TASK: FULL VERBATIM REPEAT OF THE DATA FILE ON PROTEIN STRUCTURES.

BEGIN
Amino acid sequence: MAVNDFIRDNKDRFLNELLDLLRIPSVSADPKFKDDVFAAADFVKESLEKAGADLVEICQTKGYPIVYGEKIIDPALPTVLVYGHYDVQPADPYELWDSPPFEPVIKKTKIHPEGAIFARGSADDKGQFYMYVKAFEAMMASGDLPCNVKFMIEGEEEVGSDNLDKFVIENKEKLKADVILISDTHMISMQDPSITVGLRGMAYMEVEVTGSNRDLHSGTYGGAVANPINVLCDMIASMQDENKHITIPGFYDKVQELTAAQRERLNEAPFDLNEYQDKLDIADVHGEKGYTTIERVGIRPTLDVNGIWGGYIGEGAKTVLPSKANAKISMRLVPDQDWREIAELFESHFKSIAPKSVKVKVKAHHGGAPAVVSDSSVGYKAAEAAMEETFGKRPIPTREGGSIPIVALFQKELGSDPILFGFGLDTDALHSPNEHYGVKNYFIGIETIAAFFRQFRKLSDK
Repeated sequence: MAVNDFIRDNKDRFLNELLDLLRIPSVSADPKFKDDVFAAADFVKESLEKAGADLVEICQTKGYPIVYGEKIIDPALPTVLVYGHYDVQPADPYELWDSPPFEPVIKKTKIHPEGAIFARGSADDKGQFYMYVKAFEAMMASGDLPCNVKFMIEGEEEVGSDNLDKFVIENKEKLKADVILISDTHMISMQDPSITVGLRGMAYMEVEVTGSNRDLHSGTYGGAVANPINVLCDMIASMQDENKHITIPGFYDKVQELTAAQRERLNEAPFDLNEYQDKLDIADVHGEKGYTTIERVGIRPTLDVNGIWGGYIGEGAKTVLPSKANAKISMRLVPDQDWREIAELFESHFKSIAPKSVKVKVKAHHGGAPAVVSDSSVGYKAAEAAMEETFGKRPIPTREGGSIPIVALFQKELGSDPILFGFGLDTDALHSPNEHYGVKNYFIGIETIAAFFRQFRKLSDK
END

Amino acid sequence: MAVNDFIRDNKDRFLNELLDLLRIPSVSADPKFKDDVFAAADFVKESLEKAGADLVEICQTKGYPIVYGEKIIDPALPTVLVYGHYDVQPADPYELWDSPPFEPVIKKTKIHPEGAIFARGSADDKGQFYMYVKAFEAMMASGDLPCNVKFMIEGEEEVGSDNLDKFVIENKEKLKADVILISDTHMISMQDPSITVGLRGMAYMEVEVTGSNRDLHSGTYGGAVANPINVLCDMIASMQDENKHITIPGFYDKVQELTAAQRERLNEAPFDLNEYQDKLDIADVHGEKGYTTIERVGIRPTLDVNGIWGGYIGEGAKTVLPSKANAKISMRLVPDQDWREIAELFESHFKSIAPKSVKVKVKAHHGGAPAVVSDSSVGYKAAEAAMEETFGKRPIPTREGGSIPIVALFQKELGSDPILFGFGLDTDALHSPNEHYGVKNYFIGIETIAAFFRQFRKLSDK
Repeated sequence: MAVNDFIRDNKDRFLNELLDLLRIPSVSADPKFKDDVFAAADFVKESLEKAGADLVEICQTKGYPIVYGEKIIDPALPTVLVYGHYDVQPADPYELWDSPPFEPVIKKTKIHPEGAIFARGSADDKGQFYMYVKAFEAMMASGDLPCNVKFMIEGEEEVGSDNLDKFVIENKEKLKADVILISDTHMISMQDPSITVGLRGMAYMEVEVTGSNRDLHSGTYGGAVANPINVLCDMIASMQDENKHITIPGFYDKVQELTAAQRERLNEAPFDLNEYQDKLDIADVHGEKGYTTIERVGIRPTLDVNGIWGGYIGEGAKTVLPSKANAKISMRLVPDQDWREIAELFESHFKSIAPKSVKVKVKAHHGGAPAVVSDSSVGYKAAEAAMEETFGKRPIPTREGGSIPIVALFQKELGSDPILFGFGLDTDALHSPNEHYGVKNYFIGIETIAAFFRQFRKLSDK